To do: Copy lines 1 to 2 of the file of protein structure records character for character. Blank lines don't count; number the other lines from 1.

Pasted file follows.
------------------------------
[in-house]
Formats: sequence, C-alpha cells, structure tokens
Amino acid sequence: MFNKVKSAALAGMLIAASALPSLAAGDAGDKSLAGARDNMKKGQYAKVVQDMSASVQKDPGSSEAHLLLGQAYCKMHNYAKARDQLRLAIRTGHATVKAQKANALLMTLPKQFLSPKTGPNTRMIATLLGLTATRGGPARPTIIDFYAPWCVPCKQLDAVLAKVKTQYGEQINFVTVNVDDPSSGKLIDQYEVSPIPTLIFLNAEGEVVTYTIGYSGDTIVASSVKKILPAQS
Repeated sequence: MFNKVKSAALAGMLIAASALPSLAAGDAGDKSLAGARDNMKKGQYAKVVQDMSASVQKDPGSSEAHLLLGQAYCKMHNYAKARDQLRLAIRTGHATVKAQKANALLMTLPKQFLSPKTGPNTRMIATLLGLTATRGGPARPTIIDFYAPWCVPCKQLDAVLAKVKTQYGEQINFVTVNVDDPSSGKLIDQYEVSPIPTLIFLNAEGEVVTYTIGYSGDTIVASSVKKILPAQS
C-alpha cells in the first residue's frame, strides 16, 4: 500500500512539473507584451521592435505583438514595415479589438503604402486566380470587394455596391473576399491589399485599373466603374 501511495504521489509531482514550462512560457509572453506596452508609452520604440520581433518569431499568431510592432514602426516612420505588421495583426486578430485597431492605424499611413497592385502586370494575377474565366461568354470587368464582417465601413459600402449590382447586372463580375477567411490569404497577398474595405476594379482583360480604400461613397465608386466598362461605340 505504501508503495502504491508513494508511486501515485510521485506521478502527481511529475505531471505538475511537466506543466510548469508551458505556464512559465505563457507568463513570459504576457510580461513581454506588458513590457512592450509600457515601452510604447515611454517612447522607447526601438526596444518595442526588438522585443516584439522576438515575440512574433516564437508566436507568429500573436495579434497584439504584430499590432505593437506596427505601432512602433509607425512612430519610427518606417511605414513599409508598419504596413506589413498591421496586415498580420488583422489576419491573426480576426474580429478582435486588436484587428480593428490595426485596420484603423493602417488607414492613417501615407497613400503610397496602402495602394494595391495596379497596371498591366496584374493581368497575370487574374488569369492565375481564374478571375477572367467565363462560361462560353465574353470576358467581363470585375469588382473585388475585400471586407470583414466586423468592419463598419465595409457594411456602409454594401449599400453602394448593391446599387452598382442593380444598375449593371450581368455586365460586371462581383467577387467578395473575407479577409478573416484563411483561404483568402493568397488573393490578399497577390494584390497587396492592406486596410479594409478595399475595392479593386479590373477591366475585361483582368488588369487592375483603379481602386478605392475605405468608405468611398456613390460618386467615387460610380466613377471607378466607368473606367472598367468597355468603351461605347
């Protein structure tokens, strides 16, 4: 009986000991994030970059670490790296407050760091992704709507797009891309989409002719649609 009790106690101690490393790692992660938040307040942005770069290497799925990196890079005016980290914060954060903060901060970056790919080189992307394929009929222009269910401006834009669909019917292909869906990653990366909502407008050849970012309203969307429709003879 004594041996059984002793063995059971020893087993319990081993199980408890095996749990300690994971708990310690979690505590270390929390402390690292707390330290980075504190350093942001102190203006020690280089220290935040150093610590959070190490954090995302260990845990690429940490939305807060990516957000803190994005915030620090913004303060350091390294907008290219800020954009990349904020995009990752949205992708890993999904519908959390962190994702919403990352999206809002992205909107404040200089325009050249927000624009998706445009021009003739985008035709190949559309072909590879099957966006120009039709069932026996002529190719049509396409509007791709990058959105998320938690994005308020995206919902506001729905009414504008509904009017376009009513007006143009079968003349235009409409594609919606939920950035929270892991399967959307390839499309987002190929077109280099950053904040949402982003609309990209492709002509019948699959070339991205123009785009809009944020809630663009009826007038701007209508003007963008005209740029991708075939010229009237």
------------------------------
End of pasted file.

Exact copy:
[in-house]
Formats: sequence, C-alpha cells, structure tokens